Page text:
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1.  Detection of a 640-bp deletion in the Aggregatibacter actinomycetemcomitans leukotoxin promoter region in isolates from an adolescent of Ethiopian origin 
Journal of Oral Microbiology  2015;7:10.3402/jom.v7.26974.
The expression of the leukotoxin of Aggregatibacter actinomycetemcomitans is regulated by the leukotoxin promoter. A 530-bp deletion or an 886-bp insertion sequence (IS) element in this region has earlier been described in highly leukotoxic isolates. Here, we report on highly leukotoxic isolate with a 640-bp deletion, which was detected in an adolescent of Ethiopian origin.
PMCID: PMC4400299  PMID: 25881573
leukotoxicity; deletion; JP2; aggressive periodontitis; geographic spreading; Africa
2.  Leukotoxic Activity of Aggregatibacter actinomycetemcomitans and Periodontal Attachment Loss 
PLoS ONE  2014;9(8):e104095.
Aggregatibacter actinomycetemcomitans is a Gram-negative periodontitis-associated bacterium that expresses a toxin that selectively affects leukocytes. This leukotoxin is encoded by an operon belonging to the core genome of this bacterial species. Variations in the expression of the leukotoxin have been reported, and a well-characterized specific clonal type (JP2) of this bacterium with enhanced leukotoxin expression has been isolated. In particular, the presence of the JP2 genotype significantly increases the risk for the progression of periodontal attachment loss (AL). Based on these findings we hypothesized that variations in the leukotoxicity are linked to disease progression in infected individuals. In the present study, the leukotoxicity of 239 clinical isolates of A. actinomycetemcomitans was analysed with different bioassays, and the genetic peculiarities of the isolates were related to their leukotoxicity based on examination with molecular techniques. The periodontal status of the individuals sampled for the presence of A. actinomycetemcomitans was examined longitudinally, and the importance of the observed variations in leukotoxicity was evaluated in relation to disease progression. Our data show that high leukotoxicity correlates with an enhanced risk for the progression of AL. The JP2 genotype isolates were all highly leukotoxic, while the isolates with an intact leukotoxin promoter (non-JP2 genotypes) showed substantial variation in leukotoxicity. Genetic characterization of the non-JP2 genotype isolates indicated the presence of highly leukotoxic genotypes of serotype b with similarities to the JP2 genotype. Based on these results, we conclude that A. actinomycetemcomitans harbours other highly virulent genotypes besides the previously described JP2 genotype. In addition, the results from the present study further highlight the importance of the leukotoxin as a key virulence factor in aggressive forms of periodontitis.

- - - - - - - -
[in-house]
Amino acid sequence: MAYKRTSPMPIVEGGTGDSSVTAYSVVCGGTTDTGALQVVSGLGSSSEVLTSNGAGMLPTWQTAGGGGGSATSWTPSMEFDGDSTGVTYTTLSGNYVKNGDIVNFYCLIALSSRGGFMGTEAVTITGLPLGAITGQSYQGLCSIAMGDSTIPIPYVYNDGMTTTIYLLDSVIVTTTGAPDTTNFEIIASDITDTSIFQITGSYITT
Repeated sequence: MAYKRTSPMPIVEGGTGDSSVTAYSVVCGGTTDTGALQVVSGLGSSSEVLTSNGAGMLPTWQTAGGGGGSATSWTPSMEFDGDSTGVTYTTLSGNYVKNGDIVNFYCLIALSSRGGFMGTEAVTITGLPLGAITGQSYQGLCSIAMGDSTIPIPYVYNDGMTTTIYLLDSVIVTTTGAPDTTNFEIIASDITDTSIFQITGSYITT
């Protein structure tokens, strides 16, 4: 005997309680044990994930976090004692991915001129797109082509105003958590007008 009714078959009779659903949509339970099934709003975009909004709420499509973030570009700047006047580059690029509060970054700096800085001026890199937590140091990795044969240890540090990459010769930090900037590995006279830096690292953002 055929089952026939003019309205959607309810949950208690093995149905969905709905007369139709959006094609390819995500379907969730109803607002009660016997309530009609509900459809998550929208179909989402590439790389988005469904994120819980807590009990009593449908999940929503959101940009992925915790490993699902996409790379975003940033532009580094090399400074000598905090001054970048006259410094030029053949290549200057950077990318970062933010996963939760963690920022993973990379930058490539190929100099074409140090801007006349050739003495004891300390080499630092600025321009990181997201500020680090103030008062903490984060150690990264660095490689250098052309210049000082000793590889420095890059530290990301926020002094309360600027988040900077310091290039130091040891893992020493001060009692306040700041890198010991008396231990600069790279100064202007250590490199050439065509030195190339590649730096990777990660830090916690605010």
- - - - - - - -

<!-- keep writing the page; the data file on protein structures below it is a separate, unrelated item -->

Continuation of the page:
PMCID: PMC4122431  PMID: 25093857
3.  Prenatal Exposure to Antiepileptic Drugs and Dental Agenesis 
PLoS ONE  2014;9(1):e84420.
The aim of the study was to investigate the association between prenatal exposure to AEDs and the risk of dental agenesis and to differentiate between the possible effects of the different drugs used.
Data on 214 exposed and 255 unexposed children, aged 12–18 years, were extracted from the Prescription Database of the Central Denmark Region and North Denmark Region and the Danish Medical Birth Registry. The children's dental charts were examined for the presence of dental agenesis.
Overall, children exposed to AED in utero had an increased risk of developing dental agenesis, but as a group, the difference was not significant (OR = 1.7; [95% CI: 0.8–3.6]). The risk of developing dental agenesis was three-fold increased (OR = 3.1; [95% CI: 1.3–7.4]) in children exposed to valproate in mono- or in poly-therapy with other AEDs than carbamazepine or oxcarbazepine. The risk was further increased (OR = 11.2; [95% CI: 2.4–51.9]) in children exposed to valproate and carbamazepine or oxcarbazepine in combination.
The present study shows that dental agenesis is a potential congenital abnormality that is related to prenatal exposure to valproate, and dental agenesis may be considered a sensitive marker for the teratogenicity of valproate.